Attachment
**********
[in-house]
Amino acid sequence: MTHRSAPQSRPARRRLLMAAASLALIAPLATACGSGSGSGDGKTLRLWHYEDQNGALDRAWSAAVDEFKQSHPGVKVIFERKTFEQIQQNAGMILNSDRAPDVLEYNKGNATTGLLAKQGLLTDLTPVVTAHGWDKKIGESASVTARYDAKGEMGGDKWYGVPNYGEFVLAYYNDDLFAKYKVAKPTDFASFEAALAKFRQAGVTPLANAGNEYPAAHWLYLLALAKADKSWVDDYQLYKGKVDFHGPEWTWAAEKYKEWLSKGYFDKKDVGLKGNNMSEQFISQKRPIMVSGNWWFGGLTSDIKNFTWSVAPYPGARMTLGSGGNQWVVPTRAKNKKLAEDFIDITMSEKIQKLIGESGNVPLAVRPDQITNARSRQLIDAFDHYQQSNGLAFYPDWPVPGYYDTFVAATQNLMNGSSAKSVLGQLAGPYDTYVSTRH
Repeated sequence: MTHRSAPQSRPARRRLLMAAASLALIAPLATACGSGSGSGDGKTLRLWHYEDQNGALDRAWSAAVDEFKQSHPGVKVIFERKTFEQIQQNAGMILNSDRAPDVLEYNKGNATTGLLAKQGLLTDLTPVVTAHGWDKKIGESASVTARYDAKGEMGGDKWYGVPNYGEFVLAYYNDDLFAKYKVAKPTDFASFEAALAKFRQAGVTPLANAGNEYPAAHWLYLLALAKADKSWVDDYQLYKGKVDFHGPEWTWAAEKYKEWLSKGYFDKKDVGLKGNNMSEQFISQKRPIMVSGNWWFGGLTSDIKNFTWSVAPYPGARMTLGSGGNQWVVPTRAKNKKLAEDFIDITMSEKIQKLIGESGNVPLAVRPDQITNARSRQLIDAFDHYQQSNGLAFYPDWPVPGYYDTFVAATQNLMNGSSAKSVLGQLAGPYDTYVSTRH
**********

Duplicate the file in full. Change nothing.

[in-house]
Amino acid sequence: MTHRSAPQSRPARRRLLMAAASLALIAPLATACGSGSGSGDGKTLRLWHYEDQNGALDRAWSAAVDEFKQSHPGVKVIFERKTFEQIQQNAGMILNSDRAPDVLEYNKGNATTGLLAKQGLLTDLTPVVTAHGWDKKIGESASVTARYDAKGEMGGDKWYGVPNYGEFVLAYYNDDLFAKYKVAKPTDFASFEAALAKFRQAGVTPLANAGNEYPAAHWLYLLALAKADKSWVDDYQLYKGKVDFHGPEWTWAAEKYKEWLSKGYFDKKDVGLKGNNMSEQFISQKRPIMVSGNWWFGGLTSDIKNFTWSVAPYPGARMTLGSGGNQWVVPTRAKNKKLAEDFIDITMSEKIQKLIGESGNVPLAVRPDQITNARSRQLIDAFDHYQQSNGLAFYPDWPVPGYYDTFVAATQNLMNGSSAKSVLGQLAGPYDTYVSTRH
Repeated sequence: MTHRSAPQSRPARRRLLMAAASLALIAPLATACGSGSGSGDGKTLRLWHYEDQNGALDRAWSAAVDEFKQSHPGVKVIFERKTFEQIQQNAGMILNSDRAPDVLEYNKGNATTGLLAKQGLLTDLTPVVTAHGWDKKIGESASVTARYDAKGEMGGDKWYGVPNYGEFVLAYYNDDLFAKYKVAKPTDFASFEAALAKFRQAGVTPLANAGNEYPAAHWLYLLALAKADKSWVDDYQLYKGKVDFHGPEWTWAAEKYKEWLSKGYFDKKDVGLKGNNMSEQFISQKRPIMVSGNWWFGGLTSDIKNFTWSVAPYPGARMTLGSGGNQWVVPTRAKNKKLAEDFIDITMSEKIQKLIGESGNVPLAVRPDQITNARSRQLIDAFDHYQQSNGLAFYPDWPVPGYYDTFVAATQNLMNGSSAKSVLGQLAGPYDTYVSTRH